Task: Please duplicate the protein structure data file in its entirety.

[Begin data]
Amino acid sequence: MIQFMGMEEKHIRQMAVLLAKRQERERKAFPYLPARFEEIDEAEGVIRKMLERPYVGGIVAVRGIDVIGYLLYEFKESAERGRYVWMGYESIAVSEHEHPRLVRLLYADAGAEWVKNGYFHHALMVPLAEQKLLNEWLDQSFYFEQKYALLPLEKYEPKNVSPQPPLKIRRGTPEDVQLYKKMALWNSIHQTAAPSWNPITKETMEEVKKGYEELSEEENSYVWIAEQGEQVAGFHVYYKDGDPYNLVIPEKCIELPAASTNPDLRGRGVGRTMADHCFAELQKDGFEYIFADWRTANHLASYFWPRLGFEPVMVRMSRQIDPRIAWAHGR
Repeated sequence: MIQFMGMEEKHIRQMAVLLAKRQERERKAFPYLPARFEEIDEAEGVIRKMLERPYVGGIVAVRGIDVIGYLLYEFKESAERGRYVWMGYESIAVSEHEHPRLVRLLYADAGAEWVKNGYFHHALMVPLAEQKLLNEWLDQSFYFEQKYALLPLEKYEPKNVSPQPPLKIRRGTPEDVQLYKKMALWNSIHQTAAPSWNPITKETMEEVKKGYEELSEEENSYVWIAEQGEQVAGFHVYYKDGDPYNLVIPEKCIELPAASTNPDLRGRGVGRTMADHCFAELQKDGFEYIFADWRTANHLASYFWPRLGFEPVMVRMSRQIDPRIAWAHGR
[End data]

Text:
Amino acid sequence: MIQFMGMEEKHIRQMAVLLAKRQERERKAFPYLPARFEEIDEAEGVIRKMLERPYVGGIVAVRGIDVIGYLLYEFKESAERGRYVWMGYESIAVSEHEHPRLVRLLYADAGAEWVKNGYFHHALMVPLAEQKLLNEWLDQSFYFEQKYALLPLEKYEPKNVSPQPPLKIRRGTPEDVQLYKKMALWNSIHQTAAPSWNPITKETMEEVKKGYEELSEEENSYVWIAEQGEQVAGFHVYYKDGDPYNLVIPEKCIELPAASTNPDLRGRGVGRTMADHCFAELQKDGFEYIFADWRTANHLASYFWPRLGFEPVMVRMSRQIDPRIAWAHGR
Repeated sequence: MIQFMGMEEKHIRQMAVLLAKRQERERKAFPYLPARFEEIDEAEGVIRKMLERPYVGGIVAVRGIDVIGYLLYEFKESAERGRYVWMGYESIAVSEHEHPRLVRLLYADAGAEWVKNGYFHHALMVPLAEQKLLNEWLDQSFYFEQKYALLPLEKYEPKNVSPQPPLKIRRGTPEDVQLYKKMALWNSIHQTAAPSWNPITKETMEEVKKGYEELSEEENSYVWIAEQGEQVAGFHVYYKDGDPYNLVIPEKCIELPAASTNPDLRGRGVGRTMADHCFAELQKDGFEYIFADWRTANHLASYFWPRLGFEPVMVRMSRQIDPRIAWAHGR